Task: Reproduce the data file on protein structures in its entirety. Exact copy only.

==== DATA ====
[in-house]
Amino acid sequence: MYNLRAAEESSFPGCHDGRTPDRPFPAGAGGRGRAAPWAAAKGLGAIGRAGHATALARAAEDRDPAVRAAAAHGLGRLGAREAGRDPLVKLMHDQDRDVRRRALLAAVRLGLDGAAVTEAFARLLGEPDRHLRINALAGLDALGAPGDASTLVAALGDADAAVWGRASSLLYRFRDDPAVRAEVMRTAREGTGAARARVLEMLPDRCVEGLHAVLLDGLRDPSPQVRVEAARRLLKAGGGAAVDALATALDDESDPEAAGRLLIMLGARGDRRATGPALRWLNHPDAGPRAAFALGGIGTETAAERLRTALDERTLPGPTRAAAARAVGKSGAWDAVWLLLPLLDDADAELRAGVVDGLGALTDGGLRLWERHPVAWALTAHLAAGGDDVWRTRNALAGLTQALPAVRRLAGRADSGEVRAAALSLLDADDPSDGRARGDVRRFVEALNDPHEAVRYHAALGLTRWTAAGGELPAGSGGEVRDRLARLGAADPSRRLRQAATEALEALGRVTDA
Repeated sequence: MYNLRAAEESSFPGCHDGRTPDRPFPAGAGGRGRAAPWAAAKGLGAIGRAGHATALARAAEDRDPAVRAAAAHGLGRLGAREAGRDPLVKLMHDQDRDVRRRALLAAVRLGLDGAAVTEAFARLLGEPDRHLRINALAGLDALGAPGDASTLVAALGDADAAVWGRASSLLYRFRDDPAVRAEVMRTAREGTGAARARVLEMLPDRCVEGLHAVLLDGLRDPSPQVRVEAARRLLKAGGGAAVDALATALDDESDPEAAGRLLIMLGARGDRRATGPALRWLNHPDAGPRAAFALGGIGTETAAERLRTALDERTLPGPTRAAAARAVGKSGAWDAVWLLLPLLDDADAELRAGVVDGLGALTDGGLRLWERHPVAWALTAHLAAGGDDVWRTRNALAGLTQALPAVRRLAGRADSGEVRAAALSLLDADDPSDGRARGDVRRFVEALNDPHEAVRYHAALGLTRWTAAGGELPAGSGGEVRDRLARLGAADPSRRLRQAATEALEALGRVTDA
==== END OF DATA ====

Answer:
[in-house]
Amino acid sequence: MYNLRAAEESSFPGCHDGRTPDRPFPAGAGGRGRAAPWAAAKGLGAIGRAGHATALARAAEDRDPAVRAAAAHGLGRLGAREAGRDPLVKLMHDQDRDVRRRALLAAVRLGLDGAAVTEAFARLLGEPDRHLRINALAGLDALGAPGDASTLVAALGDADAAVWGRASSLLYRFRDDPAVRAEVMRTAREGTGAARARVLEMLPDRCVEGLHAVLLDGLRDPSPQVRVEAARRLLKAGGGAAVDALATALDDESDPEAAGRLLIMLGARGDRRATGPALRWLNHPDAGPRAAFALGGIGTETAAERLRTALDERTLPGPTRAAAARAVGKSGAWDAVWLLLPLLDDADAELRAGVVDGLGALTDGGLRLWERHPVAWALTAHLAAGGDDVWRTRNALAGLTQALPAVRRLAGRADSGEVRAAALSLLDADDPSDGRARGDVRRFVEALNDPHEAVRYHAALGLTRWTAAGGELPAGSGGEVRDRLARLGAADPSRRLRQAATEALEALGRVTDA
Repeated sequence: MYNLRAAEESSFPGCHDGRTPDRPFPAGAGGRGRAAPWAAAKGLGAIGRAGHATALARAAEDRDPAVRAAAAHGLGRLGAREAGRDPLVKLMHDQDRDVRRRALLAAVRLGLDGAAVTEAFARLLGEPDRHLRINALAGLDALGAPGDASTLVAALGDADAAVWGRASSLLYRFRDDPAVRAEVMRTAREGTGAARARVLEMLPDRCVEGLHAVLLDGLRDPSPQVRVEAARRLLKAGGGAAVDALATALDDESDPEAAGRLLIMLGARGDRRATGPALRWLNHPDAGPRAAFALGGIGTETAAERLRTALDERTLPGPTRAAAARAVGKSGAWDAVWLLLPLLDDADAELRAGVVDGLGALTDGGLRLWERHPVAWALTAHLAAGGDDVWRTRNALAGLTQALPAVRRLAGRADSGEVRAAALSLLDADDPSDGRARGDVRRFVEALNDPHEAVRYHAALGLTRWTAAGGELPAGSGGEVRDRLARLGAADPSRRLRQAATEALEALGRVTDA